Men don’t take criticism well.
(That’s putting it lightly, right?)
All you’re doing is trying to give him feedback…
And he acts like you’ve attacked him.
What’s worse, he acts that way even if you use “I” statements. You know the ones: “I feel X when you do Y.”
He acts that way EVEN if you use the sandwich technique. You know the one: start off with a compliment, deliver the feedback, and end with another compliment.
So how are you supposed to tell him anything?
Are you just supposed to put up with his behavior and learn to live with it??
Why He Reacts
No one likes being criticized by someone they care about.
It feels like you’ve let the other person down.
Instead of seeing criticism as an opportunity to improve the relationship, some men see it as evidence they can’t make their partner happy or evidence that they have failed.
Even worse, they can get triggered by even the most carefully-worded suggestion, because it reminds them of a critical parent/partner/boss in their past.
None of that is a reason to avoid talking about what needs to change.
You need to be able to communicate with each other about hard things.
But don’t start that conversation unless you’ve got THIS mindset.
The Bad Feedback Trap
If you want to learn how to give great feedback, learn from people who do it for a living:
Leadership requires delivering uncomfortable but necessary feedback.
You have to be able to say things people don’t want to hear… in a way that makes them feel motivated rather than crushed.
Feedback is one area where you don’t want to “just be honest” and “state the facts.”
You have to be super-aware of the impact of your words on the other person.
Communicate badly, and you won’t get anywhere. You’ll upset the other person and drive a wedge in your relationship.
There are two qualities that unproductive feedback shares:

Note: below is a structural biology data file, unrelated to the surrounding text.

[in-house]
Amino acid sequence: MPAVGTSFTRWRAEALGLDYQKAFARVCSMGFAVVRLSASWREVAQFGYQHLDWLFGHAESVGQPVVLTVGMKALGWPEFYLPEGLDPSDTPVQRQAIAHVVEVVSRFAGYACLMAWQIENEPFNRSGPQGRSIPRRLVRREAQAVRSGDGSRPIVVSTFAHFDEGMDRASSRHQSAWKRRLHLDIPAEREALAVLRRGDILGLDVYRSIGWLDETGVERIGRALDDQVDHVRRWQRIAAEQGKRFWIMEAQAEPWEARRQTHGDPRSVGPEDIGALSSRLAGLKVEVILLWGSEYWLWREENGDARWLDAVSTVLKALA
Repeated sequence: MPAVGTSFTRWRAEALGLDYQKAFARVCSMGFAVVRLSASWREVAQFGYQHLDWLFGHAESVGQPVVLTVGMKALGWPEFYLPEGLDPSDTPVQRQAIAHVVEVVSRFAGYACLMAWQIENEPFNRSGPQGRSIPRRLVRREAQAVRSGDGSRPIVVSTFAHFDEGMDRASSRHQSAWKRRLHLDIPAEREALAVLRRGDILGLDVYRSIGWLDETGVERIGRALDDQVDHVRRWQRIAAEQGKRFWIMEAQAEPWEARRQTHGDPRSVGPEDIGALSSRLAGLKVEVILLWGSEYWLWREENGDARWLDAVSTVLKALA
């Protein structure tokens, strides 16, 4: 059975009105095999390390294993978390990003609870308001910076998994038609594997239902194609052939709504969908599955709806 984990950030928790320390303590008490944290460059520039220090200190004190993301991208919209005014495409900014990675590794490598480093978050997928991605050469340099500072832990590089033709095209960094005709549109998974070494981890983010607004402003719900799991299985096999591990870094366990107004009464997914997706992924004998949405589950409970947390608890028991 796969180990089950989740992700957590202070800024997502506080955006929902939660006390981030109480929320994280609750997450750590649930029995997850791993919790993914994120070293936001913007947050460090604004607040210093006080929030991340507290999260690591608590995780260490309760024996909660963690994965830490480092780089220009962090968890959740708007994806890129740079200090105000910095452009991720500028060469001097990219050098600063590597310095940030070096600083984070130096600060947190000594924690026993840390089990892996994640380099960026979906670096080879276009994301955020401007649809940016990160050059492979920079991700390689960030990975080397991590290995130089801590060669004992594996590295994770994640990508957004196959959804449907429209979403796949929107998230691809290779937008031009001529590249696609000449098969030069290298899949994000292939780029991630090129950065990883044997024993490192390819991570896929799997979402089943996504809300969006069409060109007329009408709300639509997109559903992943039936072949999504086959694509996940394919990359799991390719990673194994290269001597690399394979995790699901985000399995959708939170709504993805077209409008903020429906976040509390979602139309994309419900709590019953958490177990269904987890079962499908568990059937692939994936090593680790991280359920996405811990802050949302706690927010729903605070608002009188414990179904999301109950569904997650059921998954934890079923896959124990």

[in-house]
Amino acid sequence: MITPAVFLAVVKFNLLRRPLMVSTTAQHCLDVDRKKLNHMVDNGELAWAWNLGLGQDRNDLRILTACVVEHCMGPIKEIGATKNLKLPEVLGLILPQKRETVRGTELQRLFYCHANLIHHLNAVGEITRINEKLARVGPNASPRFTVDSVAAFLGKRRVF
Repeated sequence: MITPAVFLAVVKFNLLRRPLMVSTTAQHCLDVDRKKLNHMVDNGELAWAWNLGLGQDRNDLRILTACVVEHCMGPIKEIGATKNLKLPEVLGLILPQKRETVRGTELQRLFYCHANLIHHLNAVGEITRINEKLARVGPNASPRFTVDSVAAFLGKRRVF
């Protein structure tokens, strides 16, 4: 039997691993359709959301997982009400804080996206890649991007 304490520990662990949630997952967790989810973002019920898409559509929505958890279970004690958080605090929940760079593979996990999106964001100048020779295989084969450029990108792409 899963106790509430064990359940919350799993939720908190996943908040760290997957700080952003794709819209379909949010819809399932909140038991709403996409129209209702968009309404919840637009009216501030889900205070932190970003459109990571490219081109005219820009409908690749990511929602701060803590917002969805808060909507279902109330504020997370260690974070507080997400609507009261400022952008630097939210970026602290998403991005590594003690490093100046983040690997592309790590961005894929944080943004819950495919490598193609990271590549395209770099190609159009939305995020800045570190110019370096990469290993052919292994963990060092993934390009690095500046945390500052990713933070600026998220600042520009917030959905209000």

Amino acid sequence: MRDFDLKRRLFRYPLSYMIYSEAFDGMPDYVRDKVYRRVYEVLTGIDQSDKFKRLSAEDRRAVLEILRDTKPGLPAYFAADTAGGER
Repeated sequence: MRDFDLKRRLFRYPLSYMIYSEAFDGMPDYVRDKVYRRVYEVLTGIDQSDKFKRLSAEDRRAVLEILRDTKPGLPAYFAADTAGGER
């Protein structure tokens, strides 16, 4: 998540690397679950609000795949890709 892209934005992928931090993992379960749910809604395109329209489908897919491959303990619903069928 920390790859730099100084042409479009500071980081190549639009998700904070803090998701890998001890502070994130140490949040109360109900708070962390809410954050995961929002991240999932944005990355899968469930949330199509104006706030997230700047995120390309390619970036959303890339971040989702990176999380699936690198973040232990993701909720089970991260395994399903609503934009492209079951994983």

Shame and/or blame.
Bad feedback shames. It makes the person feel like they did something wrong.
Bad feedback blames. It makes the person feel like it was all their fault.
When you think about what you want your guy to change about his behavior, of course it feels like what he’s doing is wrong. He shouldn’t be doing it! Of course it feels like it’s his fault—you didn’t make him act that way!
Despite positive intentions, your feedback can come across as judgmental…
Which is why you need to pass this Feedback Checklist first.
10-Point Feedback Checklist
Dr. Brené Brown is CEO of The Daring Way, a company that trains leaders to lead with courage, vulnerability, empathy, and integrity.
She’s developed a Feedback Checklist to help leaders get into the right mindset before they offer feedback.
For Dr. Brown, it isn’t the words you use that matter most. It’s the mindspace you’re in.
Before you have an important conversation, make sure you can check off the following 10 points.
- Be ready to sit down beside him. Never have this kind of conversation standing in front of him or sitting at the table across from him. You’re partners, not adversaries.
- Be ready to treat this problem as an issue that’s affecting both of you, rather than an obstacle between you. He’s not the problem—the issue is the problem.
- Be ready to listen to his perspective and accept that you might not fully understand what is going on. You’re not laying down the law; you’re figuring this out together.
- Be ready to acknowledge what he’s doing well, rather than honing in on his mistakes.
- Be ready to help him see how he can use what he’s already good at to solve this.
- Be ready to hold him responsible without any shame or blame.
- Be ready to see and acknowledge any part you might have in creating this situation.
- Be ready to appreciate his effort, rather than criticizing him for not caring.
- Be ready to take a big-picture perspective, so you can use this issue to help each other (and your relationship) grow and get better.
- Be ready to lay down your weapons and get vulnerable and share your feelings. If you’re defensive, he can’t help but get defensive himself.
If you can nod your head yes to most of these points, then you’re ready to have that hard conversation.
Which points on this checklist are easiest for you?
Which points are hardest for you?
Share them with us in the comments!